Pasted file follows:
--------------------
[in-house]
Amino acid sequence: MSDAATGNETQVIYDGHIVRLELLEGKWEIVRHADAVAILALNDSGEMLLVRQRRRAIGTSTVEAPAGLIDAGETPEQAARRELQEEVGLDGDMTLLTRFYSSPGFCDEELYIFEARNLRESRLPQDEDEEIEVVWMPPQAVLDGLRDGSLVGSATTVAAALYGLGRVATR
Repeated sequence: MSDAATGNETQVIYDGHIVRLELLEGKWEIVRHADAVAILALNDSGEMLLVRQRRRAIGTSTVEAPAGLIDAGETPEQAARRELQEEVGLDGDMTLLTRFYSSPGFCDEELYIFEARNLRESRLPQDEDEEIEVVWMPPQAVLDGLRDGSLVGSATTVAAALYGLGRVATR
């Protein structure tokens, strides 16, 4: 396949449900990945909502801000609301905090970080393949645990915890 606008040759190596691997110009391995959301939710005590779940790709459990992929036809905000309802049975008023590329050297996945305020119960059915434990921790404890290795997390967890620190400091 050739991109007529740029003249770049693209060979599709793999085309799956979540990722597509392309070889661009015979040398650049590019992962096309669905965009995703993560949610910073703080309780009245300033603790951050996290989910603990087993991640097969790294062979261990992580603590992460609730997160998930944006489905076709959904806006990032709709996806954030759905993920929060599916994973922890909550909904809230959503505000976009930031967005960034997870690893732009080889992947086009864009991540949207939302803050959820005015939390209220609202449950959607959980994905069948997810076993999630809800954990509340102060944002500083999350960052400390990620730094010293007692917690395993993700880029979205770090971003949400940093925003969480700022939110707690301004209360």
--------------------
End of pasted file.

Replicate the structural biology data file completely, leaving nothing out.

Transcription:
[in-house]
Amino acid sequence: MSDAATGNETQVIYDGHIVRLELLEGKWEIVRHADAVAILALNDSGEMLLVRQRRRAIGTSTVEAPAGLIDAGETPEQAARRELQEEVGLDGDMTLLTRFYSSPGFCDEELYIFEARNLRESRLPQDEDEEIEVVWMPPQAVLDGLRDGSLVGSATTVAAALYGLGRVATR
Repeated sequence: MSDAATGNETQVIYDGHIVRLELLEGKWEIVRHADAVAILALNDSGEMLLVRQRRRAIGTSTVEAPAGLIDAGETPEQAARRELQEEVGLDGDMTLLTRFYSSPGFCDEELYIFEARNLRESRLPQDEDEEIEVVWMPPQAVLDGLRDGSLVGSATTVAAALYGLGRVATR
């Protein structure tokens, strides 16, 4: 396949449900990945909502801000609301905090970080393949645990915890 606008040759190596691997110009391995959301939710005590779940790709459990992929036809905000309802049975008023590329050297996945305020119960059915434990921790404890290795997390967890620190400091 050739991109007529740029003249770049693209060979599709793999085309799956979540990722597509392309070889661009015979040398650049590019992962096309669905965009995703993560949610910073703080309780009245300033603790951050996290989910603990087993991640097969790294062979261990992580603590992460609730997160998930944006489905076709959904806006990032709709996806954030759905993920929060599916994973922890909550909904809230959503505000976009930031967005960034997870690893732009080889992947086009864009991540949207939302803050959820005015939390209220609202449950959607959980994905069948997810076993999630809800954990509340102060944002500083999350960052400390990620730094010293007692917690395993993700880029979205770090971003949400940093925003969480700022939110707690301004209360």